What I found about Olympic Games

Shijie Mao

Thad Niles

En-103

2016/10/10

What I found about Olympic Games

What is the controversy:

Whether Olympics is beneficial or harmful to host cities or countries?

What are some common opinions and stances?

The benefits host cities can capture from broadcast rights, domestic and international sponsors, ticket sales, and licensing aren’t negligible: Vancouver got $1.58 billion in 2010 and London got $3.27 billion in 2012. Yet they’re dwarfed by the costs of hosting — $7.56 billion for the former and $11.4 billion for the latter.

The paper also finds that other potential benefits don’t come to pass. Unless a city’s unemployment rate is already high, employment from the construction projects that hosting requires doesn’t create any stimulus, and it’s a gamble as to what the job market will look like. Utah predicted the 2002 winter games would generate 35,000 jobs, but just 4,000–7,000 jobs were created during the games and the bump quickly dissipated. That meant the government spent about $300,000 per each job created.

Similar patterns held for other Summer Games, such as those in Los Angeles and Atlanta. “Overwhelmingly…studies show actual economic impacts that are either near-zero or a fraction of that predicted prior to the event,” the authors write. “If one wishes to know the true economic impact of an event, take whatever numbers the promoters are touting and move the decimal point one place to the left.”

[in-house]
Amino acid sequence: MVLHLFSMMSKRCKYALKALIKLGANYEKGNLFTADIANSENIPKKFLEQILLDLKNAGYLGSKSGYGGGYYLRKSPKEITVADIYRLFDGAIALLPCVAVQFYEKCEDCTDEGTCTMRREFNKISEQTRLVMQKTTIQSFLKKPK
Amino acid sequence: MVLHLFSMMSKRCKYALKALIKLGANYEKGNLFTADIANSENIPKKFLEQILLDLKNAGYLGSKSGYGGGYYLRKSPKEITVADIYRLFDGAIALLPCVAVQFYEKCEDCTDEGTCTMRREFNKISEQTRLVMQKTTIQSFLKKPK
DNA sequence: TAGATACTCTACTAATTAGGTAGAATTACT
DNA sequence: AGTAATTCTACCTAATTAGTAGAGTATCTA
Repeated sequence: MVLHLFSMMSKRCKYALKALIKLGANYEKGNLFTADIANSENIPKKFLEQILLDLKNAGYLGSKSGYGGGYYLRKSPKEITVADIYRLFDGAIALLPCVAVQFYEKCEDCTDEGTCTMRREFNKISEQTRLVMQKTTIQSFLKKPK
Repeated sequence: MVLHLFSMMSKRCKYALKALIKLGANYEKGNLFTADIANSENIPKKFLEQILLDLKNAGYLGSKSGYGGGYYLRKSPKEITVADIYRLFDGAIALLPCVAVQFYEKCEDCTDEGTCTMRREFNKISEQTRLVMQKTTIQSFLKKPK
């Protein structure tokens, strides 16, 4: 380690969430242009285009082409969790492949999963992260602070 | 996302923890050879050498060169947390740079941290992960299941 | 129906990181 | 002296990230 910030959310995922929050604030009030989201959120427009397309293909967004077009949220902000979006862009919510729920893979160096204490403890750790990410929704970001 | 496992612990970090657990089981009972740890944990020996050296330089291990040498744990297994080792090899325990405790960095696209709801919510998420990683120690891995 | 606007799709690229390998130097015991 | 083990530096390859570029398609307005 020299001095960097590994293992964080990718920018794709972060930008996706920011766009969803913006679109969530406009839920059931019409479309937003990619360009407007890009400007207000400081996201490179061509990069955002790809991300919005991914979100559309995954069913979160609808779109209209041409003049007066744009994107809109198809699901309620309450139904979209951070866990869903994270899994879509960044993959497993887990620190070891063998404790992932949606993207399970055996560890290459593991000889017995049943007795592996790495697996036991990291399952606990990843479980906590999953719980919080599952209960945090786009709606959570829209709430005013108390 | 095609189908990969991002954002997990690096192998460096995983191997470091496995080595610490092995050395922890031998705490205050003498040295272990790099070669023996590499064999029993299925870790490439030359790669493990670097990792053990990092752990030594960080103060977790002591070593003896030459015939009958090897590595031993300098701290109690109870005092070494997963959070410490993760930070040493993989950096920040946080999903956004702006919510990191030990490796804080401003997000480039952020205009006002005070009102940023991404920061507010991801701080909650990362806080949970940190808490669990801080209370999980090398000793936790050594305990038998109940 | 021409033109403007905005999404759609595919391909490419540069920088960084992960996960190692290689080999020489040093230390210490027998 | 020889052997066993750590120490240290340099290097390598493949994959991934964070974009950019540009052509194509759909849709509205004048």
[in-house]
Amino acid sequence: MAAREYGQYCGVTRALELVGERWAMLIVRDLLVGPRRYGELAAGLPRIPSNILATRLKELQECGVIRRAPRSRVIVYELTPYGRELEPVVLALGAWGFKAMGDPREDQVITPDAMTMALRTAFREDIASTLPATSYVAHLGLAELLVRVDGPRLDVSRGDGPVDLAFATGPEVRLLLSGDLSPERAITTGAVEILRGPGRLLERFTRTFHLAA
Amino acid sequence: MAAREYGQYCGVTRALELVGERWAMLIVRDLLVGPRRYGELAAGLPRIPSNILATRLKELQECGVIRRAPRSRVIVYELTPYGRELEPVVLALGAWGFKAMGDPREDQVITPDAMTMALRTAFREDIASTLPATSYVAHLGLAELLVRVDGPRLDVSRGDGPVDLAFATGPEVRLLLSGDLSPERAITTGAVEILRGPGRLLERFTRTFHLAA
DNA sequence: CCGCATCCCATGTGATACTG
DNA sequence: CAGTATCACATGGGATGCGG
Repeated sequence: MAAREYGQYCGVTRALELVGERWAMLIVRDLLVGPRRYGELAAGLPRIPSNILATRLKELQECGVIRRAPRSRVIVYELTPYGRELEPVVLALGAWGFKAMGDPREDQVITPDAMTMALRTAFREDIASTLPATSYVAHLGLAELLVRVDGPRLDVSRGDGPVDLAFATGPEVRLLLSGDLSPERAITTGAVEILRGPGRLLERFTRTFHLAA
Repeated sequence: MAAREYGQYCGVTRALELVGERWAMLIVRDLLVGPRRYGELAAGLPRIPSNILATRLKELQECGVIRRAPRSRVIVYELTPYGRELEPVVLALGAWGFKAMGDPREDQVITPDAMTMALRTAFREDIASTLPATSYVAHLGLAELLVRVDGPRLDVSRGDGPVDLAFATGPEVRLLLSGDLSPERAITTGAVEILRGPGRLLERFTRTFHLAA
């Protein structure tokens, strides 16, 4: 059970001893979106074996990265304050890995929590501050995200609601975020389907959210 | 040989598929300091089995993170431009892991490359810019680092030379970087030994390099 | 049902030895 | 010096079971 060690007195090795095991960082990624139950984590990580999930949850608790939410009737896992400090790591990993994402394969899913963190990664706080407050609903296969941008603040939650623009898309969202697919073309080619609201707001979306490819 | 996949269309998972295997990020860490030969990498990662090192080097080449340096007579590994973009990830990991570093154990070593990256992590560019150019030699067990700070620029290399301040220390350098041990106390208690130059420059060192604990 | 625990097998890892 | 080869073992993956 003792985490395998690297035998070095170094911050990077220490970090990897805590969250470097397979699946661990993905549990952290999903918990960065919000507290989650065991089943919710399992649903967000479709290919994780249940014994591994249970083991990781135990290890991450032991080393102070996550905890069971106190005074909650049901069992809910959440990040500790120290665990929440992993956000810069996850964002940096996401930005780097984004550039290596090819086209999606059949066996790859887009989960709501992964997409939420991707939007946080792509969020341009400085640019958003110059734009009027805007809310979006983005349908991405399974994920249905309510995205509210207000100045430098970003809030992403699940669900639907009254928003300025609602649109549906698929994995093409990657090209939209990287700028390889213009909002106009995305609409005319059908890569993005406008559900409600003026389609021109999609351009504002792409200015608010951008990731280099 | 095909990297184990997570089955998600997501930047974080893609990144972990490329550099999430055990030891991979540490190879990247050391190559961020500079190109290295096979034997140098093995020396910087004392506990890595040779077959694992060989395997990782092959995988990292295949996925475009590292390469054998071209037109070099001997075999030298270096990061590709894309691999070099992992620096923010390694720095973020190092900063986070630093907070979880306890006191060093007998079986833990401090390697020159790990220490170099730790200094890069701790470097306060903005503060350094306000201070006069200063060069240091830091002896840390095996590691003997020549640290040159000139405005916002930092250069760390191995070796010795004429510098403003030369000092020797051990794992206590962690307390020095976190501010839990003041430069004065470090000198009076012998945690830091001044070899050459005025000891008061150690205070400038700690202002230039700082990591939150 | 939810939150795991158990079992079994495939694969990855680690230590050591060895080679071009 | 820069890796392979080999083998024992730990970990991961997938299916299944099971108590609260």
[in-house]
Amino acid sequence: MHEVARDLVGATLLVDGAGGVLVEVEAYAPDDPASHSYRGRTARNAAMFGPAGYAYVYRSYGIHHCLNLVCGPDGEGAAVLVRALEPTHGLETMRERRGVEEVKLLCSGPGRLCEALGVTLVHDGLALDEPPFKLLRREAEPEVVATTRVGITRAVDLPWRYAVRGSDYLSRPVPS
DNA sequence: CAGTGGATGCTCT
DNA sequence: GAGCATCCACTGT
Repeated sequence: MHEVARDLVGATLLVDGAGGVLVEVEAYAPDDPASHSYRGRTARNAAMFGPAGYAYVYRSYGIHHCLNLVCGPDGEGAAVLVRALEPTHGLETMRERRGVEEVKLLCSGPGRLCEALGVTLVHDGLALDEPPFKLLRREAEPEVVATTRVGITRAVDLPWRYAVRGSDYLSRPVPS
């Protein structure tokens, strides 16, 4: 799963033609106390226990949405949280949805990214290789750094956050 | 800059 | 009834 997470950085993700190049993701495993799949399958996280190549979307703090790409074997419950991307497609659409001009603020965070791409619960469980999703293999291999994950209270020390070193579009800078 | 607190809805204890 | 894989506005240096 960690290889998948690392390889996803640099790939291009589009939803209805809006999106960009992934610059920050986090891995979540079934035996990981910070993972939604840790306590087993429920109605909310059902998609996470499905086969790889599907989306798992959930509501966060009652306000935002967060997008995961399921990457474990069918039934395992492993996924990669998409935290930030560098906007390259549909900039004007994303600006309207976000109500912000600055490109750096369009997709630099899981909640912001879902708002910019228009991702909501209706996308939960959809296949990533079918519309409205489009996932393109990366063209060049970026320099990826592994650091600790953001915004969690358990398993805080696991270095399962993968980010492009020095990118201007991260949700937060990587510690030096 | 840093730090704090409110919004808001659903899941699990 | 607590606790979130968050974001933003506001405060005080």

What is there disagreement or tension?

When Rio de Janeiro sent in its original bid to host this year’s Summer Olympics, it estimated that it would cost the city just $2.8 billion to build the necessary facilities and infrastructure and make sure the games run smoothly. At the time, the Brazilian economy was booming, creating growth and prosperity for many of its residents. It all may have seemed like a solid investment.

Now Brazil’s fortunes have seriously shifted. The economy is in its worst economic recession since the 1930s. And the cost of hosting the games has ballooned to an extra $4.6 billion in direct costs and may reach $10 billionwith everything taken into account.

Host cities have to spend a lot of money in three major areas: infrastructure like transportation and housing to make room for the influx of enormous crowds, building Olympic-specific venues like swimming pools and running tracks, and operational costs like ticketing and security. The International Olympic Committee requires that host cities have a minimum of 40,000 hotel rooms available, for example, which meant Rio had to build over 15,000 new rooms.

What’s one surprising detail you have observed about the discussion or topic at this early stage in your work?

There are more negative opinions among these discussions in The Medium. People tend to believe that Olympic Games are more harmful to host cities, because of the recent examples such as Greece, and Brazil. So If people talk about Olympic Games, they are more likely to discuss its harms rather than its good influence or benefits.

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